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Year : 2015  |  Volume : 141  |  Issue : 5  |  Page : 576-583

Establishing communication mechanism for malaria prevention in Baiga tribal villages in Baiga Chak area of Dindori district, Madhya Pradesh

National Institute for Research in Tribal Health (ICMR), Jabalpur, India

Correspondence Address:
Neeru Singh
National Institute for Research in Tribal Health (ICMR), PO-Garha, Nagpur Road, Jabalpur 482 003, Madhya Pradesh
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Source of Support: None, Conflict of Interest: None

DOI: 10.4103/0971-5916.159516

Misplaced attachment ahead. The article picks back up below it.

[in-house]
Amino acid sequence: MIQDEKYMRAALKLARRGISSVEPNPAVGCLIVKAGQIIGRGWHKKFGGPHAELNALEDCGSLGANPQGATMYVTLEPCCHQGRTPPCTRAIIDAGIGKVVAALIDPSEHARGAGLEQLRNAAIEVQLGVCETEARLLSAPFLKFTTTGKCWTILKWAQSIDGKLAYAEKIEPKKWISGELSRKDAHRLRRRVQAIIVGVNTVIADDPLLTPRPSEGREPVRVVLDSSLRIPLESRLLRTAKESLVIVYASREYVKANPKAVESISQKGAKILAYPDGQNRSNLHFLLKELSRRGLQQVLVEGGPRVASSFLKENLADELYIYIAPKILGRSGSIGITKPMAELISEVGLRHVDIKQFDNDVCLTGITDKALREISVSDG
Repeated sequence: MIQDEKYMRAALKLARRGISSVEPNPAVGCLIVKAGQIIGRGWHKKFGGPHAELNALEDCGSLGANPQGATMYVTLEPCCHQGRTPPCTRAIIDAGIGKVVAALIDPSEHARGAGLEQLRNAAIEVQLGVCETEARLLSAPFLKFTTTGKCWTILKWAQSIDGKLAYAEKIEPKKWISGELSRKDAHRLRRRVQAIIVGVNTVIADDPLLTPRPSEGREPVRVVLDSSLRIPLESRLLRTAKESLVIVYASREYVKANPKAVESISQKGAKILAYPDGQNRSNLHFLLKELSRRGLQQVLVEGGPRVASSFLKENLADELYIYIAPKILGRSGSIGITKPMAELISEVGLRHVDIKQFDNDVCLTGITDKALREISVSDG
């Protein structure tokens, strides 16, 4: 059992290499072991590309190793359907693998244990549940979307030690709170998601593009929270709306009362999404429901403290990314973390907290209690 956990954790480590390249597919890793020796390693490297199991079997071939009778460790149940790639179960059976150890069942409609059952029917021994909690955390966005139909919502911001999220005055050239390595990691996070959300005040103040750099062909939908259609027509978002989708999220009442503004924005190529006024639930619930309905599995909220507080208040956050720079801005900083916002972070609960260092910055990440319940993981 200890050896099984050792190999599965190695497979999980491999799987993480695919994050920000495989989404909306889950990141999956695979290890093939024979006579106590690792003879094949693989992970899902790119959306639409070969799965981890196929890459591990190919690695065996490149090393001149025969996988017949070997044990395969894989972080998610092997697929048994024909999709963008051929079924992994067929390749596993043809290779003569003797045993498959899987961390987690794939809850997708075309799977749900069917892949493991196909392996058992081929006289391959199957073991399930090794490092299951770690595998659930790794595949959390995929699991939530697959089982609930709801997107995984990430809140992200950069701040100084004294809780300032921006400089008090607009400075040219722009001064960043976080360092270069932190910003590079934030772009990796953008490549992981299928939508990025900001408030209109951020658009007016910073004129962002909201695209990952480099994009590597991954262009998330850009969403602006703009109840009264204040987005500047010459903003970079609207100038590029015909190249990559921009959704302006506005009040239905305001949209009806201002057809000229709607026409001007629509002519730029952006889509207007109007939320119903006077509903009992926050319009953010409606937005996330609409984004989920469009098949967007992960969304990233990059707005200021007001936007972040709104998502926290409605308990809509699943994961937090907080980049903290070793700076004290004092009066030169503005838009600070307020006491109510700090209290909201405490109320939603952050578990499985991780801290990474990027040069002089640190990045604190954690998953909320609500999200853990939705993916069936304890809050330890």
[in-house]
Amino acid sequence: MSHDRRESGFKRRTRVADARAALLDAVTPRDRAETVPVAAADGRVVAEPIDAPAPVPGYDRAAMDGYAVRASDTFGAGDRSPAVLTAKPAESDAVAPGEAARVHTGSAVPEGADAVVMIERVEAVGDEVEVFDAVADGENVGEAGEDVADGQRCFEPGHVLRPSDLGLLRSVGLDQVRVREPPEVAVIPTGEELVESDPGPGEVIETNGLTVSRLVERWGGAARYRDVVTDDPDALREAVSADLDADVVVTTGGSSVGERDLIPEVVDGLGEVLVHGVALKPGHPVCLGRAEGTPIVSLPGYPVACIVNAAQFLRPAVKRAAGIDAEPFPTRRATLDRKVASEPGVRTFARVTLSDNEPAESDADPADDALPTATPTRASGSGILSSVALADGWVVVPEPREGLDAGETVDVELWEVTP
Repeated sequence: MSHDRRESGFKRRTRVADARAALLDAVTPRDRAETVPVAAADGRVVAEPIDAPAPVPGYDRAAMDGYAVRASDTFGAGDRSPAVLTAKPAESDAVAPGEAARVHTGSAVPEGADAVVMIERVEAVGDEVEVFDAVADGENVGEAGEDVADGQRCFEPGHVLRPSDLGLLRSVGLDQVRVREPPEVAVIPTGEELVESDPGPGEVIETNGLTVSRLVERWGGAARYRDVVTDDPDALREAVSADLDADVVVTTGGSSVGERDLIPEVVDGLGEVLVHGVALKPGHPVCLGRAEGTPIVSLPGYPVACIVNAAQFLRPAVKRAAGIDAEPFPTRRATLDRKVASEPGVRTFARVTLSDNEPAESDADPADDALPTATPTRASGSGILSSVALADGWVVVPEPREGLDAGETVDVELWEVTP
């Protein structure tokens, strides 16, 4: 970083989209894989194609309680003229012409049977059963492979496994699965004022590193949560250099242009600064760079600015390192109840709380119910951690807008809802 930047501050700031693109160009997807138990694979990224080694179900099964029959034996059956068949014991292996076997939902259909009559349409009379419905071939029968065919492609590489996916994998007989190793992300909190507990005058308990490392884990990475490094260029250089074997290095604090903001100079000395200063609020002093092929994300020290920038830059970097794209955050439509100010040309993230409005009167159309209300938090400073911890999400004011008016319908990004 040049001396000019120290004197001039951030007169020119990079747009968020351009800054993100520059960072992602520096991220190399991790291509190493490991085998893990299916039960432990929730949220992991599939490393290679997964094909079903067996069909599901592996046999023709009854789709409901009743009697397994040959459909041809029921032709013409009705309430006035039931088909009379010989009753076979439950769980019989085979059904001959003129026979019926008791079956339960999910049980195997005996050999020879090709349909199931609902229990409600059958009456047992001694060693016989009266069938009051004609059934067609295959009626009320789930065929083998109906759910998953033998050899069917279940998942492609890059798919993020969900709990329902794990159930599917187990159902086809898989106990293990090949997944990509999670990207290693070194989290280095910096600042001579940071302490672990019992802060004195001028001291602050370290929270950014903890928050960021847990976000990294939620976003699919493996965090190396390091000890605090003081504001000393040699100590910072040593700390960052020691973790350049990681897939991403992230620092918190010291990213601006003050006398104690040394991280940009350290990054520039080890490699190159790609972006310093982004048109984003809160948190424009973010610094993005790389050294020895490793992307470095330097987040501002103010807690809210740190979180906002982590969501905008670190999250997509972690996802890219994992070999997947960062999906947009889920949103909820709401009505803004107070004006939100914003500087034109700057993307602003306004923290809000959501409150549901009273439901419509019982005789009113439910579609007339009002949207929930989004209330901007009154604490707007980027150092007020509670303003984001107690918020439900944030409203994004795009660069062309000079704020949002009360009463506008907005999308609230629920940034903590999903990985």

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Background & objectives: Malaria is a serious public health concern in several parts of India, particularly in tribal areas of Madhya Pradesh (MP). Dindori district inhabitated by Baiga tribe, contributes about 15 per cent to the total malaria burden in MP. The tribal and other local inhabitants believe in magico-religious treatment of malaria and use modern health facilities only as second line of treatment. The present study was planned in the villages of one of the particularly vulnerable tribal group of MP, the Baigas. The objective of the study was to generate awareness and utilization of health services for malaria by establishing a communication strategy using local students and unemployed youths as agents of change. Methods: The study was undertaken in 47 villages and the need based IEC (information, education and communication) intervention was evaluated within four months of initiation by adopting before and after with control design. For both baseline and resurvey the households covered each time were 2350. Results: The baseline data generated revealed that around 53 per cent of the people in the study villages were aware of malaria. Among the non Baigas, 59 per cent were aware of malaria, while among the Baigas it was 49 per cent. IEC intervention could raise the level of awareness to malaria significantly with a net intervention effect of 23 per cent. The IEC intervention also improved the utilization of modern health services significantly. Interpretation & conclusions: The IEC strategy designed by using local children and youths was effective as the malaria was on decline in the study area. The same strategy with necessary modifications may be replicated in other areas pandemic for malaria.

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